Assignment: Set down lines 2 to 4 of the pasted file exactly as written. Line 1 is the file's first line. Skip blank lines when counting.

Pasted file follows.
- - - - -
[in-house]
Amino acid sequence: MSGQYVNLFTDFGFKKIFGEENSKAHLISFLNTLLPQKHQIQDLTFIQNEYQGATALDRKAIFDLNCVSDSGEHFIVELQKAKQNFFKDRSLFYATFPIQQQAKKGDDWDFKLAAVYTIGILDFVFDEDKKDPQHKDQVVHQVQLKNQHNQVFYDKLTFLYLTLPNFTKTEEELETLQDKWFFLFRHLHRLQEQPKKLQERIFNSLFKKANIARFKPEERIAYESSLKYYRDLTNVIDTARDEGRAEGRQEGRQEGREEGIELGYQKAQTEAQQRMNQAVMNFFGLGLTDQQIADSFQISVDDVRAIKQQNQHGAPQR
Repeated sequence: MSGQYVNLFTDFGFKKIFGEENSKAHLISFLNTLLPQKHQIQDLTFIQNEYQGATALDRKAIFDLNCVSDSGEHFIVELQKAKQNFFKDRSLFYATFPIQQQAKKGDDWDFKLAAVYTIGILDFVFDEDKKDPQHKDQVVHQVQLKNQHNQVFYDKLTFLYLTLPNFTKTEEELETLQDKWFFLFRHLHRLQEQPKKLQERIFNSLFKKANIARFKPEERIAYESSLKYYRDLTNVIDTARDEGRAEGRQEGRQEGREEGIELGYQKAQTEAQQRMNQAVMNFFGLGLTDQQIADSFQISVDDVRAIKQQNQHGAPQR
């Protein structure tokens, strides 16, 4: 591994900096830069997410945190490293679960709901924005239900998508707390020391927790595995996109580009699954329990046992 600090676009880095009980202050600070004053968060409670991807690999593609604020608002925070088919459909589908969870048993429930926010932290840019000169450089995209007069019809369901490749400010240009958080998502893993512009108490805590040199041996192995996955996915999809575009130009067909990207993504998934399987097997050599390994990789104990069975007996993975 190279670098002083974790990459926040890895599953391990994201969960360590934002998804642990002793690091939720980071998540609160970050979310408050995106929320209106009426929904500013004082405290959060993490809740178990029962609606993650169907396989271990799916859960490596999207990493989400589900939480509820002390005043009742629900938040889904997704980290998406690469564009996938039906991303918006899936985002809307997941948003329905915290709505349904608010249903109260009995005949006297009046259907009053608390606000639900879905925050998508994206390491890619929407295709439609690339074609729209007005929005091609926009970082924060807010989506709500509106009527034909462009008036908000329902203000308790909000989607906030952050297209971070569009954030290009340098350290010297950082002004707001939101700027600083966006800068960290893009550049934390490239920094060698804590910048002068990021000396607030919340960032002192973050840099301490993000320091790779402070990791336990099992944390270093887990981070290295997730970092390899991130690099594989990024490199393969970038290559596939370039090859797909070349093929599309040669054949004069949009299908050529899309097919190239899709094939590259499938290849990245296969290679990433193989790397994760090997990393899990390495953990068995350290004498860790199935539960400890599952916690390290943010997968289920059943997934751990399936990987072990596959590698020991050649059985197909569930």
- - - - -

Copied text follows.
Amino acid sequence: MSGQYVNLFTDFGFKKIFGEENSKAHLISFLNTLLPQKHQIQDLTFIQNEYQGATALDRKAIFDLNCVSDSGEHFIVELQKAKQNFFKDRSLFYATFPIQQQAKKGDDWDFKLAAVYTIGILDFVFDEDKKDPQHKDQVVHQVQLKNQHNQVFYDKLTFLYLTLPNFTKTEEELETLQDKWFFLFRHLHRLQEQPKKLQERIFNSLFKKANIARFKPEERIAYESSLKYYRDLTNVIDTARDEGRAEGRQEGRQEGREEGIELGYQKAQTEAQQRMNQAVMNFFGLGLTDQQIADSFQISVDDVRAIKQQNQHGAPQR
Repeated sequence: MSGQYVNLFTDFGFKKIFGEENSKAHLISFLNTLLPQKHQIQDLTFIQNEYQGATALDRKAIFDLNCVSDSGEHFIVELQKAKQNFFKDRSLFYATFPIQQQAKKGDDWDFKLAAVYTIGILDFVFDEDKKDPQHKDQVVHQVQLKNQHNQVFYDKLTFLYLTLPNFTKTEEELETLQDKWFFLFRHLHRLQEQPKKLQERIFNSLFKKANIARFKPEERIAYESSLKYYRDLTNVIDTARDEGRAEGRQEGRQEGREEGIELGYQKAQTEAQQRMNQAVMNFFGLGLTDQQIADSFQISVDDVRAIKQQNQHGAPQR
């Protein structure tokens, strides 16, 4: 591994900096830069997410945190490293679960709901924005239900998508707390020391927790595995996109580009699954329990046992 600090676009880095009980202050600070004053968060409670991807690999593609604020608002925070088919459909589908969870048993429930926010932290840019000169450089995209007069019809369901490749400010240009958080998502893993512009108490805590040199041996192995996955996915999809575009130009067909990207993504998934399987097997050599390994990789104990069975007996993975 190279670098002083974790990459926040890895599953391990994201969960360590934002998804642990002793690091939720980071998540609160970050979310408050995106929320209106009426929904500013004082405290959060993490809740178990029962609606993650169907396989271990799916859960490596999207990493989400589900939480509820002390005043009742629900938040889904997704980290998406690469564009996938039906991303918006899936985002809307997941948003329905915290709505349904608010249903109260009995005949006297009046259907009053608390606000639900879905925050998508994206390491890619929407295709439609690339074609729209007005929005091609926009970082924060807010989506709500509106009527034909462009008036908000329902203000308790909000989607906030952050297209971070569009954030290009340098350290010297950082002004707001939101700027600083966006800068960290893009550049934390490239920094060698804590910048002068990021000396607030919340960032002192973050840099301490993000320091790779402070990791336990099992944390270093887990981070290295997730970092390899991130690099594989990024490199393969970038290559596939370039090859797909070349093929599309040669054949004069949009299908050529899309097919190239899709094939590259499938290849990245296969290679990433193989790397994760090997990393899990390495953990068995350290004498860790199935539960400890599952916690390290943010997968289920059943997934751990399936990987072990596959590698020991050649059985197909569930």